I welcome public support and a robust public debate to force the City Council to release information about the SCPD's use of secret informants and intelligence operations which would not lead to revealing the identity of any secret informants or intelligence operatives — the public has the right to access this information so that we can scrutinize these programs.
I urge readers to flood the City Council with emails demanding that my public records request be fulfilled. Furthermore, please urge the City Council to take part in a public debate about the issues raised by the dissemination of the released information.
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From: Jacqueline Drechsler
Subject: RE: SCPD Policy Manual has already been provided to another CPRA requester
Date: January 8, 2013 7:05:18 AM PST
To: John Colby
Cc: 'Caio Arellano' (CArellano [at] abc-law.com) , Jacqueline Drechsler
SCPD reviewed previous responses to PRA requests for its policy manual and determined that it has in fact been released. I apologize for the oversight. Please see attached policies.
SCPD Records Supervisor
jdrechsler [at] cityofsantacruz.com
From: John E. Colby [mailto:colby [at] docktorcat.com]
Sent: Wednesday, January 02, 2013 7:53 PM
To: Jacqueline Drechsler
Cc: Trisha Husome; Hilary Bryant; City Council; John Barisone; grandjury [at] scgrandjury.org
Subject: SCPD Policy Manual has already been provided to another CPRA requester
January 02, 2012
Jacqui Drechsler, Records Supervisor
Santa Cruz Police Department
155 Center Street
Santa Cruz, CA 95060
via email to: Jdrechsler [at] cityofsantacruz.com
cc: THusome [at] cityofsantacruz.com
cc: hbryant [at] cityofsantacruz.com
cc: citycouncil [at] cityofsantacruz.com
cc: JBarisone [at] abc-law.com
cc: grandjury [at] scgrandjury.org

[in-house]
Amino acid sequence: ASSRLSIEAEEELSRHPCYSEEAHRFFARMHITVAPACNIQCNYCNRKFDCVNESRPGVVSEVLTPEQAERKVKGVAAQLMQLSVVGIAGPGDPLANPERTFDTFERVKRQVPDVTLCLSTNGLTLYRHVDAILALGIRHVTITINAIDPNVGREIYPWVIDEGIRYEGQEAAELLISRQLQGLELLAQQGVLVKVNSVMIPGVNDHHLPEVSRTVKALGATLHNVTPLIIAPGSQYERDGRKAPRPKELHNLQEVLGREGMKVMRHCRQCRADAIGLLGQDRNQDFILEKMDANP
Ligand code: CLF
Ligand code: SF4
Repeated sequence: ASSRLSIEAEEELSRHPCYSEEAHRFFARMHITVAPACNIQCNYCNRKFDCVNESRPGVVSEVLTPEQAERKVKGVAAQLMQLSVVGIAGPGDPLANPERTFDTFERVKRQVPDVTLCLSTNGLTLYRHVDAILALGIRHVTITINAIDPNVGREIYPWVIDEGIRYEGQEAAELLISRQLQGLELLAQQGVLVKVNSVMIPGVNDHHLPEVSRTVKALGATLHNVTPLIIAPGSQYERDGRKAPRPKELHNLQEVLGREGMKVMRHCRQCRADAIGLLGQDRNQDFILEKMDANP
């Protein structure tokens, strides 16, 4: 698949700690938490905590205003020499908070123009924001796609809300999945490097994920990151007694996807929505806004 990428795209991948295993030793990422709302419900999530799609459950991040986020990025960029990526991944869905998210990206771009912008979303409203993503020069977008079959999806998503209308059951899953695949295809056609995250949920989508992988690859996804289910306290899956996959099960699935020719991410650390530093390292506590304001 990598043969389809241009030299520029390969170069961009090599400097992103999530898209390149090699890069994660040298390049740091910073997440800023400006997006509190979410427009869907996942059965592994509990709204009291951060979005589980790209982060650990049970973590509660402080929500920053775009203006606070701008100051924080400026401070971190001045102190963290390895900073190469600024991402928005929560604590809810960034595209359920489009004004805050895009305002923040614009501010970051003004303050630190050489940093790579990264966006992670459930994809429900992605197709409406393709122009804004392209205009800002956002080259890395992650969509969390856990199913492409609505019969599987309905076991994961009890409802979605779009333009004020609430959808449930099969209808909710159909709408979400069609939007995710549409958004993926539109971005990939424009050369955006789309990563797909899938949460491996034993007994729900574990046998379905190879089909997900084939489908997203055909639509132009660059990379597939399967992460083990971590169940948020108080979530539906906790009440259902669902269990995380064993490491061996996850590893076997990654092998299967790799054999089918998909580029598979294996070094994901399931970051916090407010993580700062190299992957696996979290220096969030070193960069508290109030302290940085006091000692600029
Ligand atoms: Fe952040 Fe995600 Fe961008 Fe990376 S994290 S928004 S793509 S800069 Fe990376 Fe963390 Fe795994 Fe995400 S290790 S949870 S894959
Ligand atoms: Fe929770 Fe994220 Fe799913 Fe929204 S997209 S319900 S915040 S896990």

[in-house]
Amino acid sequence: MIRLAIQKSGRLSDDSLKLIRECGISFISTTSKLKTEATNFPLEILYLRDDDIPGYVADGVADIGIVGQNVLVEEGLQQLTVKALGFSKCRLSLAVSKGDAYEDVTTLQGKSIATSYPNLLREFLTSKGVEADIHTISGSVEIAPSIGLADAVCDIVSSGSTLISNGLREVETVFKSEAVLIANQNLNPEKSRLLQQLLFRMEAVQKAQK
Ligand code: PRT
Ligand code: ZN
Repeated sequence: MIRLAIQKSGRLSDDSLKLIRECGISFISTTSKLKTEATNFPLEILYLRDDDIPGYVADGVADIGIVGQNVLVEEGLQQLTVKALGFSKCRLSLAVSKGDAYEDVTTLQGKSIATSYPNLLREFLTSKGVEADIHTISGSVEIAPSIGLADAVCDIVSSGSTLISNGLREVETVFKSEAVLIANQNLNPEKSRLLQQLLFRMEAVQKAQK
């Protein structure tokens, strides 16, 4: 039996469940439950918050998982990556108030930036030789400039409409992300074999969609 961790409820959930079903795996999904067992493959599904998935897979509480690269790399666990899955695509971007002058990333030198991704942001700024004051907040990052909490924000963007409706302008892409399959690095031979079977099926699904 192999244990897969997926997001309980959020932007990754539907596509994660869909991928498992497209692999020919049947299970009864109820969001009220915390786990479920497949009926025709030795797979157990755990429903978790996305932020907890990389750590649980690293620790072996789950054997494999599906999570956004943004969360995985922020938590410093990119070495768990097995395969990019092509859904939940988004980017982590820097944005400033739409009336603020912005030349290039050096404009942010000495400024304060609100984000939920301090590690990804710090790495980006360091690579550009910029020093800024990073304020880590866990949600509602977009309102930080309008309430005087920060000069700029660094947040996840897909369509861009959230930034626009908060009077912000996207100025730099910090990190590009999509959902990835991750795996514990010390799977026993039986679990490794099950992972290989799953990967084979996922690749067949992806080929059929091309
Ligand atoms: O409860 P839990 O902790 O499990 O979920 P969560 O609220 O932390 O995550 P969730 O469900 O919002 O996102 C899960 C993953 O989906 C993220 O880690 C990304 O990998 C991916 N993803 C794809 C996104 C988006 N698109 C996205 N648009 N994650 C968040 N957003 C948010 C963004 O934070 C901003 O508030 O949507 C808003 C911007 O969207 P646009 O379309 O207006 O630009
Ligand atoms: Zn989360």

Re: SCPD Policy Manual has already been provided to another CPRA requester
Dear Ms. Drechsler:
The Santa Cruz Police Department's (SCPD's) Policy Manual, which you denied me access to in the email below, has already been provided to local activist Robert Norse in response to his California Public Records Act (CPRA) request. Records provided to one requester cannot then be denied to another requester.
Please provide me an (electronic copy) of the Santa Cruz Police Department's Policy Manual as required by law.
Thank you for your assistance in protecting Santa Cruz's citizenry potentially affected by the (mis)use of SCPD informants as well as furthering the aims of transparency and open government.
John E. Colby, Ph.D.
email: colby [at] docktorcat.com
849 Almar Avenue, Suite C–242
Santa Cruz, CA 95060
Begin forwarded message:
From: Jacqueline Drechsler
Date: January 2, 2013 3:21:10 PM PST
To: "John E. Colby"
Cc: "'Caio Arellano' (CArellano [at] abc-law.com)" , Jacqueline Drechsler
Subject: RE: CPRA request for budgets and policies for SCPD use of informants
Attached are the SCPD’s budget documents from 2011 as you requested.
As for records of SCPD policy on the use of informants, I have identified one policy contained the Police Department’s Policy Manual that is responsive to your request; however, the policy is exempt from disclosure as a record of security procedures under Gov Code 6254(f). Accordingly, the SCPD will not be releasing that policy.
SCPD Records Supervisor
Jdrechsler [at] cityofsantacruz.com